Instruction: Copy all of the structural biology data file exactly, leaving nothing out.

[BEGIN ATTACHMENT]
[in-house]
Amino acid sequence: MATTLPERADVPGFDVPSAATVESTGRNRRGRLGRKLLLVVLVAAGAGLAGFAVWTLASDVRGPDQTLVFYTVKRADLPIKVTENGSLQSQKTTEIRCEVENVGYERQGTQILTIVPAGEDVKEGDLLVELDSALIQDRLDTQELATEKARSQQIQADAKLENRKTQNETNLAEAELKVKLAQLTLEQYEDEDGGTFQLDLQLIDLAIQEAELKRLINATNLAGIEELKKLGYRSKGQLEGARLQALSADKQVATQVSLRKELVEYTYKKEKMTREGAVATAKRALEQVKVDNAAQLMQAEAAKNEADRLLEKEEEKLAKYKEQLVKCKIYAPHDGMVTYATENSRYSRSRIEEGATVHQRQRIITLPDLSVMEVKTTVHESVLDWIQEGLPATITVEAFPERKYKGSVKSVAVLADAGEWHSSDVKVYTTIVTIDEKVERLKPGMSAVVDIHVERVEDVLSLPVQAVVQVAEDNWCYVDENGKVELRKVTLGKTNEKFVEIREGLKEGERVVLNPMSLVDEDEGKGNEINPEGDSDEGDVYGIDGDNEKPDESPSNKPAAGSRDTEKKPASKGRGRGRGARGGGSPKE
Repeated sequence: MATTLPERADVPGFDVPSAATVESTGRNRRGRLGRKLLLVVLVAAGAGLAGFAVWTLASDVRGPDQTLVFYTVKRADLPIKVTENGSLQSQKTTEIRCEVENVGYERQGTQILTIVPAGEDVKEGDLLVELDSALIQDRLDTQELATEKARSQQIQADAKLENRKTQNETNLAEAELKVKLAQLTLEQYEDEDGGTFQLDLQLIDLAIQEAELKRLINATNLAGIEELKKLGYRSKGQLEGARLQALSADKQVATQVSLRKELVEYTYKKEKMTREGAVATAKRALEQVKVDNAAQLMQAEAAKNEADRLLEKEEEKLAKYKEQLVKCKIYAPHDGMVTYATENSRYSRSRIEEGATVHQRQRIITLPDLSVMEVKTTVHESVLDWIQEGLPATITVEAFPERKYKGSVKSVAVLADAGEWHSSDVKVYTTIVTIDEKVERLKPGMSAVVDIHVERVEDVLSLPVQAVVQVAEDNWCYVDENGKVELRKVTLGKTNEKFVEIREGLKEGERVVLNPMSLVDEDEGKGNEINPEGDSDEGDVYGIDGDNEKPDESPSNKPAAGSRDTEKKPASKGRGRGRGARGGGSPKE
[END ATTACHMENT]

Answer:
[in-house]
Amino acid sequence: MATTLPERADVPGFDVPSAATVESTGRNRRGRLGRKLLLVVLVAAGAGLAGFAVWTLASDVRGPDQTLVFYTVKRADLPIKVTENGSLQSQKTTEIRCEVENVGYERQGTQILTIVPAGEDVKEGDLLVELDSALIQDRLDTQELATEKARSQQIQADAKLENRKTQNETNLAEAELKVKLAQLTLEQYEDEDGGTFQLDLQLIDLAIQEAELKRLINATNLAGIEELKKLGYRSKGQLEGARLQALSADKQVATQVSLRKELVEYTYKKEKMTREGAVATAKRALEQVKVDNAAQLMQAEAAKNEADRLLEKEEEKLAKYKEQLVKCKIYAPHDGMVTYATENSRYSRSRIEEGATVHQRQRIITLPDLSVMEVKTTVHESVLDWIQEGLPATITVEAFPERKYKGSVKSVAVLADAGEWHSSDVKVYTTIVTIDEKVERLKPGMSAVVDIHVERVEDVLSLPVQAVVQVAEDNWCYVDENGKVELRKVTLGKTNEKFVEIREGLKEGERVVLNPMSLVDEDEGKGNEINPEGDSDEGDVYGIDGDNEKPDESPSNKPAAGSRDTEKKPASKGRGRGRGARGGGSPKE
Repeated sequence: MATTLPERADVPGFDVPSAATVESTGRNRRGRLGRKLLLVVLVAAGAGLAGFAVWTLASDVRGPDQTLVFYTVKRADLPIKVTENGSLQSQKTTEIRCEVENVGYERQGTQILTIVPAGEDVKEGDLLVELDSALIQDRLDTQELATEKARSQQIQADAKLENRKTQNETNLAEAELKVKLAQLTLEQYEDEDGGTFQLDLQLIDLAIQEAELKRLINATNLAGIEELKKLGYRSKGQLEGARLQALSADKQVATQVSLRKELVEYTYKKEKMTREGAVATAKRALEQVKVDNAAQLMQAEAAKNEADRLLEKEEEKLAKYKEQLVKCKIYAPHDGMVTYATENSRYSRSRIEEGATVHQRQRIITLPDLSVMEVKTTVHESVLDWIQEGLPATITVEAFPERKYKGSVKSVAVLADAGEWHSSDVKVYTTIVTIDEKVERLKPGMSAVVDIHVERVEDVLSLPVQAVVQVAEDNWCYVDENGKVELRKVTLGKTNEKFVEIREGLKEGERVVLNPMSLVDEDEGKGNEINPEGDSDEGDVYGIDGDNEKPDESPSNKPAAGSRDTEKKPASKGRGRGRGARGGGSPKE